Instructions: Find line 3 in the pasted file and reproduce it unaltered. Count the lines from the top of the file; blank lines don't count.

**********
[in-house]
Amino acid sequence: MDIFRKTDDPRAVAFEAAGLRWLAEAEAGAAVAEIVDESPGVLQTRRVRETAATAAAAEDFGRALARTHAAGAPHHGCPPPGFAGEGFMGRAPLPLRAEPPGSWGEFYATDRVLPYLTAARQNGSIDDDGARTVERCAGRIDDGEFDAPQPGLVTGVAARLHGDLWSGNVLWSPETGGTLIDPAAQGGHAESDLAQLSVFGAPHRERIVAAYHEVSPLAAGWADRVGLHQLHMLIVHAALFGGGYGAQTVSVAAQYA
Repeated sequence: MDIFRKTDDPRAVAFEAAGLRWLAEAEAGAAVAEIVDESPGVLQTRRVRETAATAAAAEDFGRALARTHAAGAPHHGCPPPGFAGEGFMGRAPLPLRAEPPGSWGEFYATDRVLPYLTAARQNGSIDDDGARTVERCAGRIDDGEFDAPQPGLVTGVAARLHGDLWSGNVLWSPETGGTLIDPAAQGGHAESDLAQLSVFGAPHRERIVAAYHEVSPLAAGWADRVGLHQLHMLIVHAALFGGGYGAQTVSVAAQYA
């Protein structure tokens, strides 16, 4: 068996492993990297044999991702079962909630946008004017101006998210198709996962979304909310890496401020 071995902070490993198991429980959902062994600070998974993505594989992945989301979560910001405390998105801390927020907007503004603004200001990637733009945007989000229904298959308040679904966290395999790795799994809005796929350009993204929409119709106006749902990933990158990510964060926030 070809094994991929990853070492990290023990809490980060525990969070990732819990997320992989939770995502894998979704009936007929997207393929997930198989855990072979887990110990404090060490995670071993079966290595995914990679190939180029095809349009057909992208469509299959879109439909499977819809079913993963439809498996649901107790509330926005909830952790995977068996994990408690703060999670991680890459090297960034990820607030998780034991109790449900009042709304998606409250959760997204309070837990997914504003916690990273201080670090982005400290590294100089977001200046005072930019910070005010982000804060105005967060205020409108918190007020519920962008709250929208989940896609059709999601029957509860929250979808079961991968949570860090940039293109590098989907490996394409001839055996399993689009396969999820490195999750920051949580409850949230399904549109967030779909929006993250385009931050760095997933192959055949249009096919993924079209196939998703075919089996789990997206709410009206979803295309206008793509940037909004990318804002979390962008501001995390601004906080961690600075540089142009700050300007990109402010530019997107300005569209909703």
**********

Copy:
Repeated sequence: MDIFRKTDDPRAVAFEAAGLRWLAEAEAGAAVAEIVDESPGVLQTRRVRETAATAAAAEDFGRALARTHAAGAPHHGCPPPGFAGEGFMGRAPLPLRAEPPGSWGEFYATDRVLPYLTAARQNGSIDDDGARTVERCAGRIDDGEFDAPQPGLVTGVAARLHGDLWSGNVLWSPETGGTLIDPAAQGGHAESDLAQLSVFGAPHRERIVAAYHEVSPLAAGWADRVGLHQLHMLIVHAALFGGGYGAQTVSVAAQYA